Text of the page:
A little after three miles, the path flattened slightly as it passed under the railway again and all of a sudden, I was reminded that I was on the side of a mountain because the path was right on the side of a precipice. Neither myself nor hubby were prepared to go anywhere near the edge, although we both remarked that we were glad the weather wasn’t great and the cloud cover was low. Although it would have been fabulous to climb in the dry being able to see all around, but it was certainly helpful not to be able to see how steep the drop was!
The gradient from here to the summit was quite steep and hubby was getting a little frustrated at the amount of times I needed to stop, and whilst I knew he was right to point out it was harder to keep restarting after a stop, I also knew if I was going to get to the top, I was going to have to do it my way. I knew I just needed to put one foot in front of the other, and keep breathing – although as Hubby said I couldn’t seem to do both at the same time! Fortunately, I wasn’t the only one taking regular breaks and one of the walkers coming back down reassured us that it was only going to be another ten minutes before the gradient shallowed again.
It’s a bit steep!
As the amount of people around us increased, we knew we were almost there and finally we made it. I couldn’t face queuing up to make it to the absolute summit, knowing what I’d just accomplished was enough for me. Even so, hubby insisted on going and for a brief moment was the tallest thing on land in England and Wales.
Hubby at the peak!
Bedraggled, tired but amazingly happy.
WE DID IT!
Navigation Point at the summit
The screen shot from Runkeeper showing how far we’d travelled etc
For a pretty miserable day at the summit, the visitor centre was rammed but we managed to fight our way through to the gift shop where we bought ourselves a couple of certificates to commemorate our ascent.
The Snowdon Mountain Railway website states there is no guarantee they will be able to accommodate downward travel and therefore if you walk up, you should expect to have to walk back down again. Hubby had reminded me of this regularly whilst we were going up, however I was optimistic and given the gradient of the way up, I really didn’t want to have to go back down if I could help it. A really unhelpful guy at the top told us where we could enquire, but warned us that it could be a two hour wait if we got on at all! The other surprise was a group of pensioners who got off the train, realised the visitor centre was packed and just got back on the train to go back on again, which seemed pretty pointless to hubby and me.
We managed to get tickets down the mountainside on the train and squeezed into the guards van at the back of the train as this was the only space left.
Hubby was interested in the radio messages being broadcast on the walkie talkies in order to convey the 11 trains (7 steam, 4 diesel) up and down the mountain on the single track railway. (Our train was called “Yeti” or ‘Mobile 10’).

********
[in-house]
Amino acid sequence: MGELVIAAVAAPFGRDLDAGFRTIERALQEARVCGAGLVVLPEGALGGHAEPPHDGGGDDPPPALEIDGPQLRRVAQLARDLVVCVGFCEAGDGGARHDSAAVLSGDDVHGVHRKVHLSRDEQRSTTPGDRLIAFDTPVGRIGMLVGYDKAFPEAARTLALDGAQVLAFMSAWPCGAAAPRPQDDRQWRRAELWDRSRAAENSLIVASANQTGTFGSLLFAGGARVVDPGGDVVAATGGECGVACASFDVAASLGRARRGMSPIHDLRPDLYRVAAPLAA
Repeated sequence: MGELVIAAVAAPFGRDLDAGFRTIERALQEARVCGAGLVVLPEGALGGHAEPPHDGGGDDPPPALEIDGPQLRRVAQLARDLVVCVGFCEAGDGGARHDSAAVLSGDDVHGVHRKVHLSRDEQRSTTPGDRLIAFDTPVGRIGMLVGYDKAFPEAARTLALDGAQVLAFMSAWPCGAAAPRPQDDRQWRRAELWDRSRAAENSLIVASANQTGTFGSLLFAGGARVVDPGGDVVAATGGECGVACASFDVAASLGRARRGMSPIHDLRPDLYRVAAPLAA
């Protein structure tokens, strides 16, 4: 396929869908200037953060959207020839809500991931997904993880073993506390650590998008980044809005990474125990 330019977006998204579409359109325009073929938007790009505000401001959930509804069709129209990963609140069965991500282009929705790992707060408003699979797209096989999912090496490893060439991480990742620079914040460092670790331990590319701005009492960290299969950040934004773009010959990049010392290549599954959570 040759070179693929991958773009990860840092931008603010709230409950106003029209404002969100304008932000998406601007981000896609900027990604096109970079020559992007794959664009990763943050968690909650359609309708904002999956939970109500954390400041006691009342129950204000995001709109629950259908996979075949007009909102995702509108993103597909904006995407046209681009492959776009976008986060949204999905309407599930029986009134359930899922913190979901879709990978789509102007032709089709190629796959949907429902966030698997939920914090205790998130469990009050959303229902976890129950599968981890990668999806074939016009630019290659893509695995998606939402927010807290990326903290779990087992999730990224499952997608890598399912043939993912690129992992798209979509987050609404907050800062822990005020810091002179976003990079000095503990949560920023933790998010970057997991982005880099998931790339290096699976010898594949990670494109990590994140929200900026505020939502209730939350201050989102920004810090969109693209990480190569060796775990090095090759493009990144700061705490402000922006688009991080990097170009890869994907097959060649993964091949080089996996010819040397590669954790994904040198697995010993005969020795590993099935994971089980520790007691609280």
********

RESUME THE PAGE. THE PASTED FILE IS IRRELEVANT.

As we came down the mountain, it became clear that the weather had improved significantly and we could also see the Llanberis waterfall, which could only be heard from the path. The guard was kind enough to tell us how we get to see it at ground level. All too soon, we arrived back at Llanberis station where it was bright and quite warm.
Even so, I was quite cold so I treated myself to a pink hoodie. Hubby’s main objection to it was the colour on the grounds that he wasn’t going to be able to nick it!
After some lunch in the station café, we went back to the hotel to freshen up grinning at each other like Cheshire Cats. For anyone familiar with “The West Wing”, we randomly kept saying “Who Da Man” and “It’s done and we did it” to each other. (See here – if you’re confused!)
Our first stop was to the waterfall. The official signposts were to take you to see it from above; however the guard’s directions led us to see it from below. The power of the water rushing off the nearby mountains was immense.
We then had a general wander around Llanberis. For a small place, there’s a lot attractions, but we were content to just wander around slowly before returning to the hotel again for a well earned beer.
One of the two lakes at Llanberis with Snowdon in the background
We sat down for our evening meal again in the small dining room, which really did provide a great view. After a tiring day, we retired to bed, having consumed slightly less alcohol than the night before.
Sunset from the hotel garden
Our hotel at night
Sunday began as a pleasant morning, so we deciced to find the ruined castle in the hotel grounds. The castle was called Dolbardarn, and dates from the 13th century.
After another hearty breakfast we checked out of the hotel, the plan had been to slowly meander round the coast of North Wales and meet up with the Grandparents and the children around the Colwyn Bay area. After driving to Caernarfon, hubby decided to head to Anglesey… for the sole reason of going to Llanfairpwllgwyngyllgogerychwyrndrobwllllantysiliogogogoch.
As we started to make our way around North Wales, the weather took a turn for the worse and so plans were quickly changed.
We met up with the Grandparents and children in Chester – which was fabulous, but a story for another day.
After climbing Snowdon – we’re both filled with an amazing sense of achievement. I certainly have in my head that if I can do that, I can do anything I put my mind to.
We both are still grinning every time we think of it – so on that note: CHEERS!
1085 Lager – named after the height of Snowdon (in metres)